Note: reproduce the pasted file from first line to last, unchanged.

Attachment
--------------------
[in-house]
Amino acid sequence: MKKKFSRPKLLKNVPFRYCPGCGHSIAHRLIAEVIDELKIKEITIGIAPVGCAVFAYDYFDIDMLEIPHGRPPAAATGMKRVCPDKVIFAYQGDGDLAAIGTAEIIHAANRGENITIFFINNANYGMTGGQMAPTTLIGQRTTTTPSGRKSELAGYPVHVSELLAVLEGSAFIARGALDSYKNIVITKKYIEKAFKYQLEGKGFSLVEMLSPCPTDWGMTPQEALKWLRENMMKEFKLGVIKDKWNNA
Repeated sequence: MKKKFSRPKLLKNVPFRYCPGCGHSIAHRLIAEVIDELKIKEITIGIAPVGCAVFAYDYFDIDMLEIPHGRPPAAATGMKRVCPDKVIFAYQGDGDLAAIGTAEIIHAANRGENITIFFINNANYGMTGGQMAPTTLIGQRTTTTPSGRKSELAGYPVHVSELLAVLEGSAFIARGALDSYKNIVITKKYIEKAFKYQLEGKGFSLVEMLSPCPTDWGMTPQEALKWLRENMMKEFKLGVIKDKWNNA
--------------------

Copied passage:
[in-house]
Amino acid sequence: MKKKFSRPKLLKNVPFRYCPGCGHSIAHRLIAEVIDELKIKEITIGIAPVGCAVFAYDYFDIDMLEIPHGRPPAAATGMKRVCPDKVIFAYQGDGDLAAIGTAEIIHAANRGENITIFFINNANYGMTGGQMAPTTLIGQRTTTTPSGRKSELAGYPVHVSELLAVLEGSAFIARGALDSYKNIVITKKYIEKAFKYQLEGKGFSLVEMLSPCPTDWGMTPQEALKWLRENMMKEFKLGVIKDKWNNA
Repeated sequence: MKKKFSRPKLLKNVPFRYCPGCGHSIAHRLIAEVIDELKIKEITIGIAPVGCAVFAYDYFDIDMLEIPHGRPPAAATGMKRVCPDKVIFAYQGDGDLAAIGTAEIIHAANRGENITIFFINNANYGMTGGQMAPTTLIGQRTTTTPSGRKSELAGYPVHVSELLAVLEGSAFIARGALDSYKNIVITKKYIEKAFKYQLEGKGFSLVEMLSPCPTDWGMTPQEALKWLRENMMKEFKLGVIKDKWNNA